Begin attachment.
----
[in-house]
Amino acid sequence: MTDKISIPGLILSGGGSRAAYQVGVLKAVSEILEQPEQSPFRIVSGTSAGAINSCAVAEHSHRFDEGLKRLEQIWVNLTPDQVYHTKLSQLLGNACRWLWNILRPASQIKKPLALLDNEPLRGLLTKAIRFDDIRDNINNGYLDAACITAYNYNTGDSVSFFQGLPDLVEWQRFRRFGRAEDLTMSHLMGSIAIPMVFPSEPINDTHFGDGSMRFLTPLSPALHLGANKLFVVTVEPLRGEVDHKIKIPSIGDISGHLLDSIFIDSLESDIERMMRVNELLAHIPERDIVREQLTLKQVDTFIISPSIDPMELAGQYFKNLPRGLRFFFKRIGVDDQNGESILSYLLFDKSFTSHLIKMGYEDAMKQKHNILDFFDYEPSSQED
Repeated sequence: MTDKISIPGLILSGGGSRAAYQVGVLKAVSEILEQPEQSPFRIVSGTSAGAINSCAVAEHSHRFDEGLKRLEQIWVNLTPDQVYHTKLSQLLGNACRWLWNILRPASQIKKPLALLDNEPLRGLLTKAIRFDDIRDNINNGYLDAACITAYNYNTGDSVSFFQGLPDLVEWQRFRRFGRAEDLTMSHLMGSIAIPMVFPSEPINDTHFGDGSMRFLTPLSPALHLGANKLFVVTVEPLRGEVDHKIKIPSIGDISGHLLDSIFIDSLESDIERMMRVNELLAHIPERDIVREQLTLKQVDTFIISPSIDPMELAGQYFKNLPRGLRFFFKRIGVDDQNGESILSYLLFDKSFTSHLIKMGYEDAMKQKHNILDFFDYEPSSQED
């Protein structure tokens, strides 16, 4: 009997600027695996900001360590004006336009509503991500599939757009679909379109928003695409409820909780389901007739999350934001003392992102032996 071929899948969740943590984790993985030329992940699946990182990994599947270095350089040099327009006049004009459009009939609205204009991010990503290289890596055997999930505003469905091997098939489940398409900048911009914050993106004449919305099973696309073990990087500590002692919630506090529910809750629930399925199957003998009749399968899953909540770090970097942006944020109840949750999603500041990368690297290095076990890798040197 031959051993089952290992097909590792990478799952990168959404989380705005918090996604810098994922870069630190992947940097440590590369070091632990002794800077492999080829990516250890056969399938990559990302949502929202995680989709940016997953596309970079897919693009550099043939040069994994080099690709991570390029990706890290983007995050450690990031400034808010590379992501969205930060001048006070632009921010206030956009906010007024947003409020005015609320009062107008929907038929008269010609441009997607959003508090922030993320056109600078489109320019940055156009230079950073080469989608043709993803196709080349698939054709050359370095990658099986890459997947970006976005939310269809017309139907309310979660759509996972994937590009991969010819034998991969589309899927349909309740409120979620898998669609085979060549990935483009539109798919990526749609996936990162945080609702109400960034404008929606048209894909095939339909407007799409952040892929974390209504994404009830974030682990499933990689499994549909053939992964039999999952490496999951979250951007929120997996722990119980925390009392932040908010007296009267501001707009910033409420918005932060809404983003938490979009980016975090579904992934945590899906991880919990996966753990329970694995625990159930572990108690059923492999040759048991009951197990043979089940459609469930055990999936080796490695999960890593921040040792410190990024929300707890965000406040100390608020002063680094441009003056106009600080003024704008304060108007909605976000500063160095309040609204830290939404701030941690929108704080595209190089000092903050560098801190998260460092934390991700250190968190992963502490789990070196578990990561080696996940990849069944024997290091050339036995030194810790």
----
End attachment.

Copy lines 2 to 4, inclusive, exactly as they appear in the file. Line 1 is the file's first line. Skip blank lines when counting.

Amino acid sequence: MTDKISIPGLILSGGGSRAAYQVGVLKAVSEILEQPEQSPFRIVSGTSAGAINSCAVAEHSHRFDEGLKRLEQIWVNLTPDQVYHTKLSQLLGNACRWLWNILRPASQIKKPLALLDNEPLRGLLTKAIRFDDIRDNINNGYLDAACITAYNYNTGDSVSFFQGLPDLVEWQRFRRFGRAEDLTMSHLMGSIAIPMVFPSEPINDTHFGDGSMRFLTPLSPALHLGANKLFVVTVEPLRGEVDHKIKIPSIGDISGHLLDSIFIDSLESDIERMMRVNELLAHIPERDIVREQLTLKQVDTFIISPSIDPMELAGQYFKNLPRGLRFFFKRIGVDDQNGESILSYLLFDKSFTSHLIKMGYEDAMKQKHNILDFFDYEPSSQED
Repeated sequence: MTDKISIPGLILSGGGSRAAYQVGVLKAVSEILEQPEQSPFRIVSGTSAGAINSCAVAEHSHRFDEGLKRLEQIWVNLTPDQVYHTKLSQLLGNACRWLWNILRPASQIKKPLALLDNEPLRGLLTKAIRFDDIRDNINNGYLDAACITAYNYNTGDSVSFFQGLPDLVEWQRFRRFGRAEDLTMSHLMGSIAIPMVFPSEPINDTHFGDGSMRFLTPLSPALHLGANKLFVVTVEPLRGEVDHKIKIPSIGDISGHLLDSIFIDSLESDIERMMRVNELLAHIPERDIVREQLTLKQVDTFIISPSIDPMELAGQYFKNLPRGLRFFFKRIGVDDQNGESILSYLLFDKSFTSHLIKMGYEDAMKQKHNILDFFDYEPSSQED
């Protein structure tokens, strides 16, 4: 009997600027695996900001360590004006336009509503991500599939757009679909379109928003695409409820909780389901007739999350934001003392992102032996 071929899948969740943590984790993985030329992940699946990182990994599947270095350089040099327009006049004009459009009939609205204009991010990503290289890596055997999930505003469905091997098939489940398409900048911009914050993106004449919305099973696309073990990087500590002692919630506090529910809750629930399925199957003998009749399968899953909540770090970097942006944020109840949750999603500041990368690297290095076990890798040197 031959051993089952290992097909590792990478799952990168959404989380705005918090996604810098994922870069630190992947940097440590590369070091632990002794800077492999080829990516250890056969399938990559990302949502929202995680989709940016997953596309970079897919693009550099043939040069994994080099690709991570390029990706890290983007995050450690990031400034808010590379992501969205930060001048006070632009921010206030956009906010007024947003409020005015609320009062107008929907038929008269010609441009997607959003508090922030993320056109600078489109320019940055156009230079950073080469989608043709993803196709080349698939054709050359370095990658099986890459997947970006976005939310269809017309139907309310979660759509996972994937590009991969010819034998991969589309899927349909309740409120979620898998669609085979060549990935483009539109798919990526749609996936990162945080609702109400960034404008929606048209894909095939339909407007799409952040892929974390209504994404009830974030682990499933990689499994549909053939992964039999999952490496999951979250951007929120997996722990119980925390009392932040908010007296009267501001707009910033409420918005932060809404983003938490979009980016975090579904992934945590899906991880919990996966753990329970694995625990159930572990108690059923492999040759048991009951197990043979089940459609469930055990999936080796490695999960890593921040040792410190990024929300707890965000406040100390608020002063680094441009003056106009600080003024704008304060108007909605976000500063160095309040609204830290939404701030941690929108704080595209190089000092903050560098801190998260460092934390991700250190968190992963502490789990070196578990990561080696996940990849069944024997290091050339036995030194810790």